But What About Scott Brooks’ Analytics? And the Children, Of Course | Wizards Blog Truth About It.net

But What About Scott Brooks’ Analytics? And the Children, Of Course

By
Updated: April 28, 2016

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So, we don’t know what we don’t know about Scott Brooks and analytics. (“No one knows nothing,” so goes one of Ted Leonsis’ favorite sayings.) We know that he’s not Randy Wittman. We also know, as Brooks relayed in his introductory presser as head coach of the Washington Wizards on Wednesday, that he attended the annual MIT Sloan Sports Analytics Conference last month. That’s different.

What we also know is that analytics are a driver—one of them—of team owner Leonsis. The role of basketball math in Ernie Grunfeld’s eye is unclear, but he’s used consultants back to his Milwaukee days, a few of his top current advisors are analytically-minded, and then there’s the bare bones fact that you can’t be around for as long as Grunfeld has without adapting. Just a little bit.

So Scott Brooks is different when it comes to numbers, and we’ll check some of the quotes soon. But exactly how much those numbers will affect his decision-making may never really be a known entity. They probably do, and increasingly so, but coaches always like to go with their gut, sometimes.

We’ll conclude this intro with this brief history, even though this writer did not get to ask the coach about specific history in 2012 on this day:

The 2011-12 Brooks-led OKC Thunder’s heavily favored a lineup of Russell Westbrook, Thabo Sefolosha, Kevin Durant, Serge Ibaka, and Kendrick Perkins. They geeked up 20 percent of all Thunder minutes that season and were 6.5 points better than the other guys per 100 regular season possessions (1).

Over all 20 playoffs games that summer, the crew finished minus-5.2 over 27 percent of all minutes (2). Were the Thunder missing Harden as a third scorer (allowing Ibaka and Perkins to man the paint versus Miami), or did an over-reliance on Perkins versus a Miami team that generally played either Chris Bosh or Udonis Haslem at 5 surrounded by wings in LeBron, Dwyane Wade, Mario Chalmers, and Shane Battier doom Scott Brooks over that five-game NBA Finals?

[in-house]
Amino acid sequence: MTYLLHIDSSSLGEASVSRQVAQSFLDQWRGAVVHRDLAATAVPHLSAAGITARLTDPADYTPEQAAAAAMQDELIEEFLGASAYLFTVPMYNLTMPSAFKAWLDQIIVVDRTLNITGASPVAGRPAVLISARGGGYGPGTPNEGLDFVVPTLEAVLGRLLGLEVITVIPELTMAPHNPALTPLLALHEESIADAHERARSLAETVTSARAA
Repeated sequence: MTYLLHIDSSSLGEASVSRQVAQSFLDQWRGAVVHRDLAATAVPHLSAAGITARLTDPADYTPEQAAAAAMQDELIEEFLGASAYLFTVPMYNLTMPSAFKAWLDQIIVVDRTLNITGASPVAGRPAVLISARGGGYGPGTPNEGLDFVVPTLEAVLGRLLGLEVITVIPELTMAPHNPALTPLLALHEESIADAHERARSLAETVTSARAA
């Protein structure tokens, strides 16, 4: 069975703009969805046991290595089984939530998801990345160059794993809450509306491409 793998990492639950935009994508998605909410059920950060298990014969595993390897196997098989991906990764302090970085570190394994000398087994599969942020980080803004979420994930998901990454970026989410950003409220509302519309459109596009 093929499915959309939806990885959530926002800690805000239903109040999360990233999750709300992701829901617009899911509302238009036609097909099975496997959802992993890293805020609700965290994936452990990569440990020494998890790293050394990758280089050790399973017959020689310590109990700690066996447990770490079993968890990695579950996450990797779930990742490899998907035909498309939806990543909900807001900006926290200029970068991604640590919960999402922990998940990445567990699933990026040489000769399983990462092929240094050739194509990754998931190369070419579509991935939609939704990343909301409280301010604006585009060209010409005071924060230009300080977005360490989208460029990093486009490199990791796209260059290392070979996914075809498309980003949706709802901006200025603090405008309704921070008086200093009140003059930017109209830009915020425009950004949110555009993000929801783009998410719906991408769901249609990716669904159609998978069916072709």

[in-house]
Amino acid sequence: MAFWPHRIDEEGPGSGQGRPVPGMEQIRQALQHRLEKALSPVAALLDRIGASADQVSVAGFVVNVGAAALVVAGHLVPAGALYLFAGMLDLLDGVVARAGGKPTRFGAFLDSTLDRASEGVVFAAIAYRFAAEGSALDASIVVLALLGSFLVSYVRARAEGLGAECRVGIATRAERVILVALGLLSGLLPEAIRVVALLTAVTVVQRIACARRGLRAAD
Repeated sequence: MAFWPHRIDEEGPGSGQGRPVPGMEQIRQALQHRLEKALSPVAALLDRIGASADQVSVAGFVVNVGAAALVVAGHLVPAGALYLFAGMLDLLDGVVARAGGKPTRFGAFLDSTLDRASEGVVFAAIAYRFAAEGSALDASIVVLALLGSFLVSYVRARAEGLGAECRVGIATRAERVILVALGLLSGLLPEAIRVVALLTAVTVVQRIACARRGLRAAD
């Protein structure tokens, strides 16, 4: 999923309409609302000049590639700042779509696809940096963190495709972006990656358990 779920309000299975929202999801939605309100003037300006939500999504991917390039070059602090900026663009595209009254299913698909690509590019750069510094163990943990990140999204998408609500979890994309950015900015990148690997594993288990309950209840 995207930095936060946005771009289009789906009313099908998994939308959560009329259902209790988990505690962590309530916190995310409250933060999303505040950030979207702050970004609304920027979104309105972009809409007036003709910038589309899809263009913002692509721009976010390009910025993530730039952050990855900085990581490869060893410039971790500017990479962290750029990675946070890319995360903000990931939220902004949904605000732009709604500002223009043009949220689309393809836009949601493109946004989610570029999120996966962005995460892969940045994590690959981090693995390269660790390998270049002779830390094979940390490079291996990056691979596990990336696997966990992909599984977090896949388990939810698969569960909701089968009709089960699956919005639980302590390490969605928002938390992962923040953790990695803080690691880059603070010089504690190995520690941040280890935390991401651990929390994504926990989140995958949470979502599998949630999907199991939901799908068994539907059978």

The same starting lineup OKC used all season and playoffs consumed 24 percent of Brooks’ minutes in the NBA Finals and finished minus-17.6 per 100 possessions (3). Granted, not many lineups outside of ones featuring Westbrook, Durant, Derek Fisher, Nick Collison, and Harden or Sefolosha fared well that series; Miami was just too good.

Now, Scott Brooks is in Washington under a completely different set of circumstances. On to the quote machine!

Brooks on the “million-dollar question,” as phrased by the Washington Post’s Jorge Castillo: “Analytics.”

“I never really focused on other teams and what they do, analytically, but I’ve always believed in them. I love it. I think it gives me the opportunity to improve as a coach, and I was fortunate enough that my high school coach was also our math teacher, and he believed in numbers. He taught me at a young age how important it was to make a layups. I was 4-foot-11 as a freshman in high school, and he taught me about how to make layups over bigger guys and the angle of entry, and all the other important components. Then when my senior year in college the 3-point line came, he was the first to call me and say, ‘Hey, all you have to do is shoot 33 percent (from 3) and it’s like shooting 50 percent (from 2). It’s always been in my DNA and I love it.

“I went to the MIT Sloan conference last month and the thing that I was so impressed by—and even they made fun of each other, they called it “Jocks vs. Geeks”—but the one thing, and I didn’t know this, they are a lot smarter than me, but they all share the same passion that I have with basketball. They love the game. And I always felt, it’s not a division, it’s a group. And you will never hear me say ‘those guys,’ because we’re all in it together and I think it’s important.